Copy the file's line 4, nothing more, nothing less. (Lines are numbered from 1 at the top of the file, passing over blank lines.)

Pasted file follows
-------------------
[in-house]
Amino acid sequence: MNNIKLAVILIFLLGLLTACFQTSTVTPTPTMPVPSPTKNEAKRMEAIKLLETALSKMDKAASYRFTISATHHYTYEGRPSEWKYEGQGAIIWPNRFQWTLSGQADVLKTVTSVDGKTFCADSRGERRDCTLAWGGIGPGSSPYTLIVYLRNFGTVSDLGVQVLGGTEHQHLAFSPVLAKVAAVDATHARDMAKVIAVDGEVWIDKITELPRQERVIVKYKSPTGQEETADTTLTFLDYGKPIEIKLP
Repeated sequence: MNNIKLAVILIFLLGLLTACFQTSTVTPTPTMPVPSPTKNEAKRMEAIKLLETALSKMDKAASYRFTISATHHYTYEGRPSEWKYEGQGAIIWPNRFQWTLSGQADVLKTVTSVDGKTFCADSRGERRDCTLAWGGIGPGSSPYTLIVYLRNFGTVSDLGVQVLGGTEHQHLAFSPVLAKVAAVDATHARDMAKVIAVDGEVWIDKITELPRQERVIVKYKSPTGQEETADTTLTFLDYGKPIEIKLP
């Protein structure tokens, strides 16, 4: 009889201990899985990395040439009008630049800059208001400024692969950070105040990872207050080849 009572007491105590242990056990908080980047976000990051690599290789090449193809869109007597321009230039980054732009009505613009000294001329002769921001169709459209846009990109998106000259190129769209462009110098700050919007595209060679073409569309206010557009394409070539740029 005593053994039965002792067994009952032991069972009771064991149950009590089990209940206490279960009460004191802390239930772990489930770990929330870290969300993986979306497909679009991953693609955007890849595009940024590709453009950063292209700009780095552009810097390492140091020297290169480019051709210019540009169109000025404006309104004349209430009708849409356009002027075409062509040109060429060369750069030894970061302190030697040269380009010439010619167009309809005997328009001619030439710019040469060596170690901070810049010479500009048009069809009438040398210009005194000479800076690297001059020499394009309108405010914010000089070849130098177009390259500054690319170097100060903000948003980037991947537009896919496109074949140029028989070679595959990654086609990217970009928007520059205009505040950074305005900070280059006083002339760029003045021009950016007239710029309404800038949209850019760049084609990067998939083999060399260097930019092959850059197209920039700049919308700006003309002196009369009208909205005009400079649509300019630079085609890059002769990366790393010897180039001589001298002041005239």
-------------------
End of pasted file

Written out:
């Protein structure tokens, strides 16, 4: 009889201990899985990395040439009008630049800059208001400024692969950070105040990872207050080849 009572007491105590242990056990908080980047976000990051690599290789090449193809869109007597321009230039980054732009009505613009000294001329002769921001169709459209846009990109998106000259190129769209462009110098700050919007595209060679073409569309206010557009394409070539740029 005593053994039965002792067994009952032991069972009771064991149950009590089990209940206490279960009460004191802390239930772990489930770990929330870290969300993986979306497909679009991953693609955007890849595009940024590709453009950063292209700009780095552009810097390492140091020297290169480019051709210019540009169109000025404006309104004349209430009708849409356009002027075409062509040109060429060369750069030894970061302190030697040269380009010439010619167009309809005997328009001619030439710019040469060596170690901070810049010479500009048009069809009438040398210009005194000479800076690297001059020499394009309108405010914010000089070849130098177009390259500054690319170097100060903000948003980037991947537009896919496109074949140029028989070679595959990654086609990217970009928007520059205009505040950074305005900070280059006083002339760029003045021009950016007239710029309404800038949209850019760049084609990067998939083999060399260097930019092959850059197209920039700049919308700006003309002196009369009208909205005009400079649509300019630079085609890059002769990366790393010897180039001589001298002041005239």